It is clear that the answers here involve making heath data security an enterprise-wide responsibility, creating highly aware environments resistant to breach in even the most seemingly insignificant interactions. That will demand a significant cultural shift, critically necessary but, as this survey shows, difficult for many organizations’ leaders to wrap their heads around.

Brian Klepper, PhD and David C. Kibbe, MD MBA write together on health care innovation, technology and market dynamics.

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Merle BushkinGary Thompson, CLOUD, Inc.Tom BarrnonameDoc99 Recent comment authors
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Merle Bushkin
Guest

Hi David, I’m delighted to see you have moved from the rather casual approach you espoused a few months ago regarding the security and privacy of medical records. (I’m referring to your anecdote about a North Carolina banker friend and people’s gradual acceptance of electronic banking transactions.) Privacy and security have been, are and will continue to be a major and ever growing concern of consumers. It’s about time they become a major concern of providers, vendors and government agencies. As you point out, breaches and thefts of electronic records of all sorts — including EMRs — are accelerating at… Read more »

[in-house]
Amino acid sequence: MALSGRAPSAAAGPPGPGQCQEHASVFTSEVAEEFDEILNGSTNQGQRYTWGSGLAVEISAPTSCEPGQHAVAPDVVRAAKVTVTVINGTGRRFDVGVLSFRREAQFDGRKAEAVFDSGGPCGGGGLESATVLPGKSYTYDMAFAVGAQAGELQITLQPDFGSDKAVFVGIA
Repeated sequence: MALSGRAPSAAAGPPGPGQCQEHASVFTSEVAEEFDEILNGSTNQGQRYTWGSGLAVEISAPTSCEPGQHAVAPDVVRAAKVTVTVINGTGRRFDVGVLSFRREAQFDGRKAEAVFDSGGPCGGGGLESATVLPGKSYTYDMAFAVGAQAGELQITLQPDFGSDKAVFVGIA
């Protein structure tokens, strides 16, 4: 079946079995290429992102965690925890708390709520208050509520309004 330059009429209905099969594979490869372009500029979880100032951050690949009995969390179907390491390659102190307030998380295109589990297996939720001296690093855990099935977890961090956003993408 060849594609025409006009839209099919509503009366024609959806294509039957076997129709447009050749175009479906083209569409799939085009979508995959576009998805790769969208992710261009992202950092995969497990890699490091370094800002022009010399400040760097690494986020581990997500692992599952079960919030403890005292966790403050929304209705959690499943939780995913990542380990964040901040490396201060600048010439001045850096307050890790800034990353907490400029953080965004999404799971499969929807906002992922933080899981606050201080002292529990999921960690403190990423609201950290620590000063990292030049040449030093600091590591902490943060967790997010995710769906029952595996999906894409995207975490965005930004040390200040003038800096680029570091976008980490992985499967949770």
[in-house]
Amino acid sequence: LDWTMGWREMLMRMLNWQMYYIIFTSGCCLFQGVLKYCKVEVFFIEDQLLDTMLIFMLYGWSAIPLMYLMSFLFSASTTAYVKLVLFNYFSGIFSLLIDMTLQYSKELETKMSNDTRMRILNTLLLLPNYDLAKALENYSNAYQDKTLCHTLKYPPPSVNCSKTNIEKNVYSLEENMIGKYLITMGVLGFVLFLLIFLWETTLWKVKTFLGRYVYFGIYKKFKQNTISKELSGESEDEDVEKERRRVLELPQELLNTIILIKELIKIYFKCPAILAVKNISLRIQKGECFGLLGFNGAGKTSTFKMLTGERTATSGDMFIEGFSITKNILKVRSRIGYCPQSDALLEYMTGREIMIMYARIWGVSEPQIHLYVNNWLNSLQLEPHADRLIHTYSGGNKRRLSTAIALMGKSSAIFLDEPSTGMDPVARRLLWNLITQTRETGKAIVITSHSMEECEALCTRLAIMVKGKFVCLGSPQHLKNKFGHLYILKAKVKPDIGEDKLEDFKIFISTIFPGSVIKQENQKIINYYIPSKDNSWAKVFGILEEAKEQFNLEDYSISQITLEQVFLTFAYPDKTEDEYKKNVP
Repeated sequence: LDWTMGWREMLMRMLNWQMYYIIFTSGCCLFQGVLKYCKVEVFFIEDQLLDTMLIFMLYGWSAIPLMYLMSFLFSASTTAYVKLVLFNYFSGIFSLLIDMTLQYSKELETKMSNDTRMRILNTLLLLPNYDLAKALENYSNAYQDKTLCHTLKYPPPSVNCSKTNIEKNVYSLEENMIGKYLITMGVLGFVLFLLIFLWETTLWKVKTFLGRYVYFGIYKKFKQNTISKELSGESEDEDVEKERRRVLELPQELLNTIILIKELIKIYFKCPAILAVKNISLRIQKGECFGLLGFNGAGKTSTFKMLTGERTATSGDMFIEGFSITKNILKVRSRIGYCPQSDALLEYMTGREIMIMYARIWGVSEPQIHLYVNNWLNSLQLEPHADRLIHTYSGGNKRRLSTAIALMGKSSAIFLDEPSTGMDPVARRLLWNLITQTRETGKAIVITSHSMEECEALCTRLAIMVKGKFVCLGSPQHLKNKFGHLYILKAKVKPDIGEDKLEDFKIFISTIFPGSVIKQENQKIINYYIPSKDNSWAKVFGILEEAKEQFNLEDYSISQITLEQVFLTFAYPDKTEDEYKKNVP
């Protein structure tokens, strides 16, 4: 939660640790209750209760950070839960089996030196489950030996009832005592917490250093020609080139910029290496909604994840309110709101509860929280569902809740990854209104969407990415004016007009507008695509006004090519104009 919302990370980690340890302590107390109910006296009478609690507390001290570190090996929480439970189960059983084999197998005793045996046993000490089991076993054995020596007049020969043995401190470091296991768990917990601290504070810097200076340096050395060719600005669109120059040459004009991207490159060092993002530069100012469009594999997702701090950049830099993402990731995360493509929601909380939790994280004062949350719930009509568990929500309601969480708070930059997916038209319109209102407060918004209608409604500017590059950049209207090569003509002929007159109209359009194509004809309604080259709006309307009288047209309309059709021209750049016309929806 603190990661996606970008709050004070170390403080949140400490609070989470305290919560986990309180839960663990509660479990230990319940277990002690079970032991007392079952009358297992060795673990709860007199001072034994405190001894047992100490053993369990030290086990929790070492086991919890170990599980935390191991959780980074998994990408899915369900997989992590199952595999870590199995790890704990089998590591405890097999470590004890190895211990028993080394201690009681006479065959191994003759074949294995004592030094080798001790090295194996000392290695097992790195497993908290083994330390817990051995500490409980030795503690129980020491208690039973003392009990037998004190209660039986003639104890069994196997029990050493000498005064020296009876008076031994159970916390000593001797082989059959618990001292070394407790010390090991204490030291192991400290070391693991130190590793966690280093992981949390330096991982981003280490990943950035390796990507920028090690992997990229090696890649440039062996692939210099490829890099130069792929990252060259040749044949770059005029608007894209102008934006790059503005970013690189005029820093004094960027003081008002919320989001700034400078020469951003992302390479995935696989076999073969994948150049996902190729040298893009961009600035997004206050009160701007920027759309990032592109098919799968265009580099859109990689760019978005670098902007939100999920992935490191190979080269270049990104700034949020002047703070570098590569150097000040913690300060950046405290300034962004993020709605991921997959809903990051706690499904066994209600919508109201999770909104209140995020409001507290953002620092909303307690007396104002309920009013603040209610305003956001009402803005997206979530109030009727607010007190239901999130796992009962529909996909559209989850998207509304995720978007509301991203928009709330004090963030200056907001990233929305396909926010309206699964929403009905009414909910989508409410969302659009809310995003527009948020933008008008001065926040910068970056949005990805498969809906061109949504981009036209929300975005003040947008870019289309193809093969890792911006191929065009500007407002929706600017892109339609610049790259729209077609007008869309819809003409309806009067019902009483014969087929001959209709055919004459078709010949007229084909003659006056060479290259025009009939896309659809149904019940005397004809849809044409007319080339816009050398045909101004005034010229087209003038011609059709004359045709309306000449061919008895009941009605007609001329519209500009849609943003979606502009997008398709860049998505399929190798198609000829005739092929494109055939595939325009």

Gary Thompson, CLOUD, Inc.
Guest

David and Brian – I’m sitting here at Health 2.0 in Paris and saw a tweet go by on #EHR that pointed me to this excellent post at The Health Care Blog. As I read through this article on personal health information, I can’t help but think back to your column early in the new year on the topic of electronic health records. As I commented then, this challenge with information is not just limited to personal health information but all of our information on the Internet. The challenge is that each database of information includes both WHO I Am™… Read more »

Tom Barr
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Tom Barr

Is there anything in our lives that is adequately secure? Airplanes, cars, banking information, the stock market, our tax information? I don’t know ; our whole connected world enterprise seems pretty porous to me.

noname
Guest
noname

Add that to the intentional leaks and intentional inaccuracies from our government and medical “professionals” are already at a high, especially for people with disabilities. But why do we care – the most hated group ever in the history of the world? It could only mean the difference between life and death, employed or not employed for the 30% of the population that have been labeled “disabled”. Let’s just shove it under the rug, like we do with all of the rest of questions about this “health” care legislation. We make money when we screw up somebody elses life –… Read more »

Joseph Stevens, MD
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Joseph Stevens, MD

The best place for your private information is locked in your doctor’s office. If any one wants to know, they can call me, and tell me why they need the information, and what they want, exactly, after you give me permission. Then, I will decide what is appropriate to give out, recognizing that I am your advocate, and will protect you.

Doc99
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Doc99

Short answer – NO. Opening Healthcare to the IRS … what could go wrong?

Good Health To You
Guest

Freedom from pain, illness and disease! Master Herbalist recommended, safe and effective. Achieve a healthier America through self help. Taking control of your health care is as easy as 1,2,3.

MD as HELL
Guest
MD as HELL

Of course not.

Margalit Gur-Arie
Guest